Claus Raasted, closing general session speaker at MPI’s European Meetings & Events Conference (EMEC)—March 5-7 in Granada, Spain—is an author, producer and community builder who has been organizing live action role-playing (larps) for more than 20 years.
He recently wrote a blog post titled “If you went to my larp and didn’t like it, here’s what I’d like you to do.” Noting that some of his larps have been smash hits while some have been a bit disastrous, he goes on to offer some tips about feedback that could be helpful for any meeting planner.
Let’s take a look at some of the highlights:
|•||Don't universalize your own taste. Just because you didn't like something doesn't mean others had the same experience, and just because your tradition/preference/style/norm says something is wrong doesn't mean it necessarily is. You may have disliked the weird dream scene in the middle of the larp, but that doesn't make it objectively bad.|
|•||Don’t assume that nothing can be changed. Telling your friends that, “The characters suck. Don’t play this” is different from saying, “There were problems with the characters, and I wouldn’t recommend going unless they fix them.” In the first case, there’s no room for improvement. In the second, there’s plenty. This is true for all larps, and especially for larps that are run more than once.|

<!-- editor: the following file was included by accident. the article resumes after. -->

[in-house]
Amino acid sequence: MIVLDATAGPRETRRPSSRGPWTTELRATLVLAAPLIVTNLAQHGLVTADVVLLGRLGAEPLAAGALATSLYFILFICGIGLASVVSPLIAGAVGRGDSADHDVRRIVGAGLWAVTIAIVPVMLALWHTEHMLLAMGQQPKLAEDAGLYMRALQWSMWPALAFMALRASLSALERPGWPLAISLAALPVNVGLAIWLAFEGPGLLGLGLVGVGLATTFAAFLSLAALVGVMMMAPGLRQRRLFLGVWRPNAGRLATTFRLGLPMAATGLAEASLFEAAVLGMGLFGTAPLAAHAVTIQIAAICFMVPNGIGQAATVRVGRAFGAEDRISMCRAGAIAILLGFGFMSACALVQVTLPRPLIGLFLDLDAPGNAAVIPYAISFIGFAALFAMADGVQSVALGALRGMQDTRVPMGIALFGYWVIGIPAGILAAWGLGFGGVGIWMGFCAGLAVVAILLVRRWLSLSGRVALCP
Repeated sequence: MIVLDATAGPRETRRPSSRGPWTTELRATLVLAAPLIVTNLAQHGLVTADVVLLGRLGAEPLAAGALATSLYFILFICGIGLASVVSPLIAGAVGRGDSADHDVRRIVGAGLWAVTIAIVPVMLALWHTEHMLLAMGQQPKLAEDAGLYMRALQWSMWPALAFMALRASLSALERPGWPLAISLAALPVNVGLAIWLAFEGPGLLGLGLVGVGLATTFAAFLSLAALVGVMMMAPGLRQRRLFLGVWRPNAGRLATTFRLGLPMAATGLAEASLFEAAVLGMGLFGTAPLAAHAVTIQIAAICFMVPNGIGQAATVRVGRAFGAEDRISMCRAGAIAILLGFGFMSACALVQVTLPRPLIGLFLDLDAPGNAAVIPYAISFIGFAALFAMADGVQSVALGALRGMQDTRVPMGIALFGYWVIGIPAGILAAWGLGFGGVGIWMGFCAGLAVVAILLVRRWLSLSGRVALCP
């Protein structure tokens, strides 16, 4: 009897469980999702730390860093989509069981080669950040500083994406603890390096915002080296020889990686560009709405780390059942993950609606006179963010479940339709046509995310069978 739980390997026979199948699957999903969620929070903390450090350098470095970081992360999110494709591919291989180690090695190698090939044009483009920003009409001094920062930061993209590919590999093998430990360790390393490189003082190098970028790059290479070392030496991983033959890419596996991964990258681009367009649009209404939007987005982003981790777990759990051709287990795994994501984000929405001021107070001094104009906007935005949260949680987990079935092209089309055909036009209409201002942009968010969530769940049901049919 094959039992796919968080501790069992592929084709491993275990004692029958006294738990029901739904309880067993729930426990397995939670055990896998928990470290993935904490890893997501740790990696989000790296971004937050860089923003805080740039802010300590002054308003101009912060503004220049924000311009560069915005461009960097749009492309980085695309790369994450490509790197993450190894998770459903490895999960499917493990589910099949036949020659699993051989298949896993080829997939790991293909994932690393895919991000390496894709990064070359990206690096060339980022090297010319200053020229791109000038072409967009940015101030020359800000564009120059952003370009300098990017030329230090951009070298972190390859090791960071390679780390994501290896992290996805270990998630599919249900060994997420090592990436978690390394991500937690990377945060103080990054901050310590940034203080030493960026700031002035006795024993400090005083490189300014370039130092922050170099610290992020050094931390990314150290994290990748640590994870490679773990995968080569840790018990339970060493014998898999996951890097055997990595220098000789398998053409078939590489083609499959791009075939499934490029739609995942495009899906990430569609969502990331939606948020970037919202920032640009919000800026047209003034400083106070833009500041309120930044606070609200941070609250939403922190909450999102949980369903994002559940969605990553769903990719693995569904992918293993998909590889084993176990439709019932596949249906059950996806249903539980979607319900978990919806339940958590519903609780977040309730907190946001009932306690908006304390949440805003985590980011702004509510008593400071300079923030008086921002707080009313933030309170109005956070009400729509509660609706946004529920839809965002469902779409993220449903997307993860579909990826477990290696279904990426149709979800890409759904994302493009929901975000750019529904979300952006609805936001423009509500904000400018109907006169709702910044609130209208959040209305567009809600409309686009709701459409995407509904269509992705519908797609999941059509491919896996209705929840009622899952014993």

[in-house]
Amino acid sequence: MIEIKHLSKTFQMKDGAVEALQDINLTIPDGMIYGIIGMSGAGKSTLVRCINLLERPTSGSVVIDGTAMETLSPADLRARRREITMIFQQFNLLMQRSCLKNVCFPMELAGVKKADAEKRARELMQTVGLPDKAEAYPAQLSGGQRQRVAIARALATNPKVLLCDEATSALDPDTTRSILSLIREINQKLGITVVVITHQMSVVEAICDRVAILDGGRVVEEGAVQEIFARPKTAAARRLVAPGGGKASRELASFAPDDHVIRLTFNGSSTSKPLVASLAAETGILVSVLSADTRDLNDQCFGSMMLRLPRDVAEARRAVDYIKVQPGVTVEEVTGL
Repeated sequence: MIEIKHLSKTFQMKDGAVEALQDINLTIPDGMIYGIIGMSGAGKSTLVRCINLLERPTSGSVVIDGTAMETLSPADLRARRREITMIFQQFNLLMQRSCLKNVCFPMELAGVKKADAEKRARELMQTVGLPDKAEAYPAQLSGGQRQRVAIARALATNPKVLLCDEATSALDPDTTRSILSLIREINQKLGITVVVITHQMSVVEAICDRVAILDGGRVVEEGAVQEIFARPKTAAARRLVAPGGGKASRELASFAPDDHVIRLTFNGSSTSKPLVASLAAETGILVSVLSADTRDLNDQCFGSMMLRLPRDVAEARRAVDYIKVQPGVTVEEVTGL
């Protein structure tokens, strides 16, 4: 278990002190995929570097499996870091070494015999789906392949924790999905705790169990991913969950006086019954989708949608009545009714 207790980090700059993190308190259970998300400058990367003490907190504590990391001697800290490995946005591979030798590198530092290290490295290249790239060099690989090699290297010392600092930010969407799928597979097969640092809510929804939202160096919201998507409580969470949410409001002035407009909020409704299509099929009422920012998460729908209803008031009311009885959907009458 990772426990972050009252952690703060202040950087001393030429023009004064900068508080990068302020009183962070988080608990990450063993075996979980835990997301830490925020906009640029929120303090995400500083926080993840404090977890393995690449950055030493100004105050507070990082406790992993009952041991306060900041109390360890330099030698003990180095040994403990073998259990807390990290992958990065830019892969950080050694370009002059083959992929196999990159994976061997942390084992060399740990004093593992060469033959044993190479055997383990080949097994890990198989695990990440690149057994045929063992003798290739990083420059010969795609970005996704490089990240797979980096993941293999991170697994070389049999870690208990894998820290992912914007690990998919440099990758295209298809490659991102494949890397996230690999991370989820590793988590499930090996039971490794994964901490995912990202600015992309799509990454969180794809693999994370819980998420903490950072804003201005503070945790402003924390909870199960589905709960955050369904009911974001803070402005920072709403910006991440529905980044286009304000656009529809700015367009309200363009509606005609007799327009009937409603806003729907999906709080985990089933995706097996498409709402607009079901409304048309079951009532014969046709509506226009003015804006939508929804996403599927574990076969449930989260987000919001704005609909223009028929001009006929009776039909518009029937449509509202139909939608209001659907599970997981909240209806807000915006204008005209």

|•||Don’t ignore opportunities to make things better and then complain later. If I tell you, “Come talk to me if you’re bored; I’ll try to help” and you don’t, it’s annoying to hear complaints about it afterwards. I can’t even try to fix problems I’m unaware of. I’m not omniscient. Not even close.|
|•||Don’t think your words don’t matter. This is perhaps the most important. Your praise matters to me. So do your critical words. You are the one who chooses if you want to help and motivate me, or if you want me to think, “Never again. I’m done with larp organizing.”|
Raasted says he usually divides his comments into three categories—things he liked; things he thinks were objectively problematic; and things he personally didn’t like, but which were choices—when writing to larp organizers.
Visit Raasted’s blog at medium.com/@clausraasted (the one excerpt here is No. 33). He will be co-presenting at the EMEC closing general session with fellow College of Extraordinary Experiences co-founder Paul Bulencea, author of Gamification in Tourism.
Curation from MPI Blog - Written by Blair Potter Managing Editor at Meeting Professionals International
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